After a busy morning of wrangling my children followed by an afternoon manning a craft table at a children’s Christmas Craft Fair, I decided to appease the requests of my younger crew members (aka sons and daughter under 12yo) who’d been begging to visit Santa at the mall.
I had a few errands to run beforehand (think clothes shopping with 4 less-than-interested companions), so I figured that the promise of a stop-over to see St. Nick would be ample incentive to keep the whining at bay.
High Hopes Dashed
My high hopes for a pleasant twirl among the shirt racks fell flat when one child made it his mission to express his displeasure with my plans (every.five.seconds) as the craft fair ended. Then ushering my youngest boys back into the van the bossing, bothering and bickering seemed to hit high gear before I’d even turned the ignition key.
I contemplated scrapping the plans for Santa, but I didn’t want to short change my daughter who’d been well-behaved and helpful up to that point. Although my daughter’s days of believing have passed, I knew she still relished the chance to pretend and to escort the toddler up to Santa’s lap so I stayed the course and drove to the mall.
Standing wide-eyed before the big guy, my little boys conducted themselves like cherubs. There was no pushing, shoving or fussing, just smiles and polite conversation. They were on their best behavior for the few minutes it took them to tell the jolly, old elf their top-of-the-list desires.
Exit Stage Left
However, the angelic demeanor evaporated once we exited stage left.
By the time we made it back outside to the parking area, I had to strong-arm an overly-independent (but underly-cautious) child across the lot (picture me struggling to carry a 50lb. angry contortionist between parked cars while scanning the surrounding area for kidnappers and texting-while-driving vehicle operators).
Of course, this act made the child-in-arms about as happy as a wet cat which led to an all-out brawl between Mr. Independence and his closest sibling once I’d set him down.
Once the dust settled, but while my anger and disappointment were still at full pitch, I had the idea to return a few of the waiting Christmas gifts that lay hidden in my bedroom closet.
Judging by Santa-standards, two little boys from my brood ranked high on the naughty list. And we all know that Mr. Claus doesn’t reward the not-nice children, right?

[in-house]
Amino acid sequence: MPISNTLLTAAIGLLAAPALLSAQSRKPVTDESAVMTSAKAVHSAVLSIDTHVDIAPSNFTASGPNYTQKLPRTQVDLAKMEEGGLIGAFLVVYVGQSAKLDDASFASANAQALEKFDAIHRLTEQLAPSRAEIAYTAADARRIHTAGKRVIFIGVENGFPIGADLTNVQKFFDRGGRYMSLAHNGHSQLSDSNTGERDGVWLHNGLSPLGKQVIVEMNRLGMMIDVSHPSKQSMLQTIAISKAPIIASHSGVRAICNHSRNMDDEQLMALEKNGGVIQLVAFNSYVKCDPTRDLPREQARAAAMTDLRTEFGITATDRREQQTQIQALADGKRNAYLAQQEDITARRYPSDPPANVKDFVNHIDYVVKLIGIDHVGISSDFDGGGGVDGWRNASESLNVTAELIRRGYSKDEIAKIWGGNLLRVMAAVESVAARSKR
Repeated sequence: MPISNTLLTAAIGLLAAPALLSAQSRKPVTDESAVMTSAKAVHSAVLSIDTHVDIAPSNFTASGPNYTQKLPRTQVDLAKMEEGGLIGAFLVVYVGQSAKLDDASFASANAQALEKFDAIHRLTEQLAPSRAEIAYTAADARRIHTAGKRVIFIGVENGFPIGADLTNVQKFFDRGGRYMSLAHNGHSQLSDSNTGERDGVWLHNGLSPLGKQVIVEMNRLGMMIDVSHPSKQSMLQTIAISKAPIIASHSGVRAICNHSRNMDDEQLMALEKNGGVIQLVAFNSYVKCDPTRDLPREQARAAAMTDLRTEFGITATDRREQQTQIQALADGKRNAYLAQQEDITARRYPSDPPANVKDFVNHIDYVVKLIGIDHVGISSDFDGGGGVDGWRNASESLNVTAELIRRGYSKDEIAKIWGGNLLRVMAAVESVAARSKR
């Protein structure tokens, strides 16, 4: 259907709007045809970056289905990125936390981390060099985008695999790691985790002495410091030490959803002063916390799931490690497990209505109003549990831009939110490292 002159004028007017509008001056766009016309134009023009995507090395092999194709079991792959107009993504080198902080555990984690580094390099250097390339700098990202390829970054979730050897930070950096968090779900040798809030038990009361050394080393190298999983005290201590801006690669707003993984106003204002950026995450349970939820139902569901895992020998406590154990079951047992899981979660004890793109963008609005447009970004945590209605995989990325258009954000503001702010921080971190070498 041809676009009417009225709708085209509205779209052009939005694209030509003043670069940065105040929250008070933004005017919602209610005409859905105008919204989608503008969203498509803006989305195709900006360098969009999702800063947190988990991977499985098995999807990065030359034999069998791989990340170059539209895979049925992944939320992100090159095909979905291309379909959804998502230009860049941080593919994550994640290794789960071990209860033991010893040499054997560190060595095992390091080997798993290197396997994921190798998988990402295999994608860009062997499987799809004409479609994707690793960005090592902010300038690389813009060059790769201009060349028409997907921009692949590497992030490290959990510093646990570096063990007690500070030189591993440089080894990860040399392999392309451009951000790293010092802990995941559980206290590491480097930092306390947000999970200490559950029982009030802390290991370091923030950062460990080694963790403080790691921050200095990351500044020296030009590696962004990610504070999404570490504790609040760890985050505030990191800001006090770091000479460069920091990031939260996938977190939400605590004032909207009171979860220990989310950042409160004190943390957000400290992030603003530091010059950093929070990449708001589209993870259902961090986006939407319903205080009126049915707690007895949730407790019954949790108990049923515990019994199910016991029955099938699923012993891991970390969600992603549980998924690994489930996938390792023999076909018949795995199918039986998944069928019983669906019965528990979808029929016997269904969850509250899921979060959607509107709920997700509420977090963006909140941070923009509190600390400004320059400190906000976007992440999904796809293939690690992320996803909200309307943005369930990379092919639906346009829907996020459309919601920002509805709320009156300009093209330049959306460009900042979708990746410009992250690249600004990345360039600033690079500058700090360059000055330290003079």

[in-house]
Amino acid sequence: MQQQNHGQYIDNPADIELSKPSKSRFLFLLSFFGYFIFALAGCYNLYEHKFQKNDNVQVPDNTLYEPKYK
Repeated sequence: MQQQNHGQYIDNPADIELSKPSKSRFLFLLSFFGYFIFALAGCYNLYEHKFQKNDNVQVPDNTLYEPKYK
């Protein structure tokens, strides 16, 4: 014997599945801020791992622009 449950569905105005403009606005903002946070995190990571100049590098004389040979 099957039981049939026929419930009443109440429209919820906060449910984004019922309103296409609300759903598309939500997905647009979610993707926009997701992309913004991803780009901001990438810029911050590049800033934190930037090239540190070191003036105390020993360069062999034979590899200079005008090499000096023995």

By the grace of God, I had the good sense to refrain from verbalizing my intentions and instead allowed the Holy Spirit to chasten my temptations as I steered toward home.
I thought about God’s mercy and how many times my behavior falls short. I considered how undeserving I am of the gifts He showers me with every single day. I remembered that while God does correct me, He never withholds mercy. So with that understanding in mind, I realized the need to wipe the memory slate clean and not let yesterday’s mistakes erode tomorrow’s joy.Wipe the memory slate clean. Don't let yesterday's mistakes erode tomorrow's joy. Click To Tweet
I did, indeed, dole out some necessary penalties for the offending parties that afternoon, but Christmas morning found my children, all eight of them, joyfully tearing into each paper wrapped present. And as eager as they were to receive, they were just as enthusiastic about giving the gifts they’d purchased or made for one another.
Long forgotten were the petty arguments and heated debates between them. No one held a grudge over the minor irritations or unfair advantages that had seemed so important on many days prior. The Spirit of Christmas penetrated their hearts and motivated their actions.
It was then that I recognized the mercy of Jesus reflected in the character of Christmas’s rosy-cheeked man in red. Santa Claus’s un-equaled generosity and inescapable joy are simply a pale resemblance of the True Spirit of Christmas.
So too than is Santa’s mercy toward children, both naughty and nice, a fair likeness to the unending and undeserved mercy of Jesus.Santa's mercy toward children reflects the unending and undeserved mercy of Jesus. Click To Tweet